In this homework, you will get a deeper understanding of finite fields of the form GF(2n
the Advanced Encryption Standard (AES).
1. Determine the following in GF(11), please show your work:
4 + 7x
3 + 2x
2 + 10) + (9x
4 + 6x
3 + x + 7)
3 + 4x + 3) × (2x
3 + x
2 + 9x + 7)
2. For the finite field GF(23
), calculate the following for the modulus polynomial x
3 + x + 1,
please show your work:
2 + x + 1) × (x + 1)
(b) (x + 1) − (x
2 + x + 1)
Write a script in Python or Perl to implement the AES algorithm with a 256-bit key size.
The following points may aid you in your implementation and are worth noting:
1. Each round of AES involves four steps:
(a) Single-byte based substitution
(b) Row-wise permutation
(c) Column-wise mixing
(d) Addition of the round key
2. The order in which these four steps are executed is different for encryption and
decryption. The last round for encryption does not involve the ‘Mix columns’
step. Similarly, the last round for decryption does not involve the ‘Inverse mix
3. As you know, AES has variable key-length, and the number of rounds of processing depend
upon the key-length. The lecture assumes a 128-bit key length and all subsequent explanation
is based upon that assumption. But the key provided to you is 256 bits long, hence, there
will be a slight variation in how you generate the key schedule. The following explanation
will be helpful in that regard:
(a) For the key expansion algorithm, note that irrespective of the key-length, each round
still uses only 4 words from the key schedule. Just as we organised the 128-bit key in
4 words for key-expansion, we organise the 256-bit key in 8 words.
(b) Each step of the key-expansion algorithm takes us from 8 words in one round to 8
words in the next round. Hence, 8 such steps will give us a 64-word key schedule. The
implementation of the g(·) function remains the same. The logic of obtaining the 8
words from the j
th step of key expansion to the (j + 1)th step also remains the same.
(c) Note that since the key is 256-bits long, there will be 14 rounds of processing in the
AES, plus the initial processing. Because each round of processing uses only 4 words
from the key schedule, you will require only a 60-word key schedule. However, the
previous step generates a 64-word schedule, so you can ignore the last 4 words in the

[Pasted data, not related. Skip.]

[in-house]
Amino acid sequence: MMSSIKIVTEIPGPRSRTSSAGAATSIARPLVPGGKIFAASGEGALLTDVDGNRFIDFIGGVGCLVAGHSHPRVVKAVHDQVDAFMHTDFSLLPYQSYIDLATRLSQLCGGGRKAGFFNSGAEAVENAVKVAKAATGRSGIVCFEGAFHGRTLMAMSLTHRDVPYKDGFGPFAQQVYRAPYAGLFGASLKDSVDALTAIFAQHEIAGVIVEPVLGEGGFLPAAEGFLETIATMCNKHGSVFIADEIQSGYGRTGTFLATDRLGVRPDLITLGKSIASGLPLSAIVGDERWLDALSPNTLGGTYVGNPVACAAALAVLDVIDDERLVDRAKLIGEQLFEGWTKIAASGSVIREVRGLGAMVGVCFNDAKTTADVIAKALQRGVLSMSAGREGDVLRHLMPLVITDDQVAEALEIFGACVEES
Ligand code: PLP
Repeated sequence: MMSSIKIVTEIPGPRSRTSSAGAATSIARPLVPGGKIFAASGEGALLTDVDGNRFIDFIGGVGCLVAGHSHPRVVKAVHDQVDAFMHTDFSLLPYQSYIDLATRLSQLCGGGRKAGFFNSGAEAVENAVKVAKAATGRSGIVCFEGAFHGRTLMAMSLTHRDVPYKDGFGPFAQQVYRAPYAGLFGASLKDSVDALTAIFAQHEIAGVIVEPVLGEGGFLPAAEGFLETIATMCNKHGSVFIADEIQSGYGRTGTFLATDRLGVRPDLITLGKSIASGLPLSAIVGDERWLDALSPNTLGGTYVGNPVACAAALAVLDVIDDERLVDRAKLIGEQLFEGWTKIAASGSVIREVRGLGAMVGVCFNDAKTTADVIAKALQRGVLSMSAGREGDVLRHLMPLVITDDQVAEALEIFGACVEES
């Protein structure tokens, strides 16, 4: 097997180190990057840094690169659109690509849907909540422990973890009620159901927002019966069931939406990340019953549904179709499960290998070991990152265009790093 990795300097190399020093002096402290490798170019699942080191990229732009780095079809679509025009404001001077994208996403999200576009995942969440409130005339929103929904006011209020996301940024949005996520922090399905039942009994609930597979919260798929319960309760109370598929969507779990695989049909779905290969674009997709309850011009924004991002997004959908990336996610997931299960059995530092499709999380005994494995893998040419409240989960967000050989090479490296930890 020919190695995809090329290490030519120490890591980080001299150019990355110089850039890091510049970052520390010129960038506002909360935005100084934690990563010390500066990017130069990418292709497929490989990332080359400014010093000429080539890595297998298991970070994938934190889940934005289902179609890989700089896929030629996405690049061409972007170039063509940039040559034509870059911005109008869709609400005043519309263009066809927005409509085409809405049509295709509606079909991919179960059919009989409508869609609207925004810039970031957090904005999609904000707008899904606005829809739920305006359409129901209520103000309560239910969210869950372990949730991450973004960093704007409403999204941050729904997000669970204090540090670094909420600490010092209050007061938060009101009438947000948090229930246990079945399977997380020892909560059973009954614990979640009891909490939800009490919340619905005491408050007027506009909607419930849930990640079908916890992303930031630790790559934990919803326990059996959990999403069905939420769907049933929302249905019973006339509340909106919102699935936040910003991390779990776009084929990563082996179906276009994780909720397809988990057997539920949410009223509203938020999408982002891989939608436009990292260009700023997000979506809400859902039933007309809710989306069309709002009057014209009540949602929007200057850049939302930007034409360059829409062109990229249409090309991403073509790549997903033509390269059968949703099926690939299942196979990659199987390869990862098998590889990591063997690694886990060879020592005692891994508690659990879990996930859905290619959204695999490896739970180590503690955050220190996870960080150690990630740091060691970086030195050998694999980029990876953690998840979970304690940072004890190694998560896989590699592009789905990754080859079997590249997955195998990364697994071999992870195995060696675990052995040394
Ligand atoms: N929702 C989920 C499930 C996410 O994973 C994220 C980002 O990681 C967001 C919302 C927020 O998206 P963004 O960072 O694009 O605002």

Similar to your DES implementation in Homework 2, your program should have the following call
python AES.py -e message.txt key.txt encrypted.txt
python AES.py -d encrypted.txt key.txt decrypted.txt
Explanation of the syntax:
• For Encryption (denoted by -e):
– AES.py reads the input plaintext (in this case message.txt) and the key (in this case
key.txt) using the specified file names in the second and third command-line arguments.
– The encrypted output is then written in hexstring form to the file specified by the
fourth command-line argument (in this case encrypted.txt ).
• For Decryption (denoted by -d):
– Read in the ciphertext from the second command-line argument (in this case encrypted.txt)
in hexstring format, decrypt it using the specified key, and save the decrypted output
to the file specified by the fourth command-line argument (in this case decrypted.txt).
Your implementation should not include any external modules (e.g. numpy) other than BitVector
and the standard modules already included in the Python Standard Library.
Your decrypted output is allowed to have zero-padding at the very end, and your encryption should
pad zeros accordingly just like in your DES implementation.
• This should go without saying, but start on this homework early. This homework is a
bit more involved than the previous homeworks.
• On the Brightspace webpage, we have provided the AES results for the plaintext from HW02
after each of the four steps in the first round of processing for the first block. The key
used is to get these results is: applesbananaspeachesstrawberries
• Make sure that when reading the ciphertext during decryption, you need to convert it to
a hex-string format and not use the ASCII characters themselves (i.e. do not simply use
BitV ector(f ilename = ′
) without any more processing). You may want to
use BitV ector(hexstring = …) instead.
• Keep in mind that the block size is still 128 bits despite the key size being 256 bits.
• You can verify your encryption using the following website (make sure to change the key size
and select Hex output) :
Due to different padding methods for blocks that are not a multiple of the block size, the
final block of encryption generated from this website will not match your final encrypted
block depending on whether you are padding zeros from the right. However, the remaining
blocks should match.
• Make sure that the program requirements and submission instructions are followed. Failure
to follow these instructions may result in loss of points!.
• For this homework you will be submitting 2 files electronically. Your submission must include:
– A PDF hw04.pdf containing:
∗ Your answers to the theory problems. You are allowed to include scans or photos
of handwritten work in the PDF, but your work must be clearly legible.
– The file AES.py/pl containing your code for the programming problem.
– If you decide to create any additional code files (e.g. containing helper functions) for
your implementation, you may also include up to two additional .py/.pl files in your
submission for a total of up to 4 files.
• In your program file, include a header as described on the ECE 404 Website.
• If using Python, please denote the Python version in your code with a shebang line (e.g.
• Please comment your code.
turnin -c ece404 -p hw04 hw04.pdf AES.pl (if using Perl)
turnin -c ece404 -p hw04 hw04.pdf AES.py (if using Python)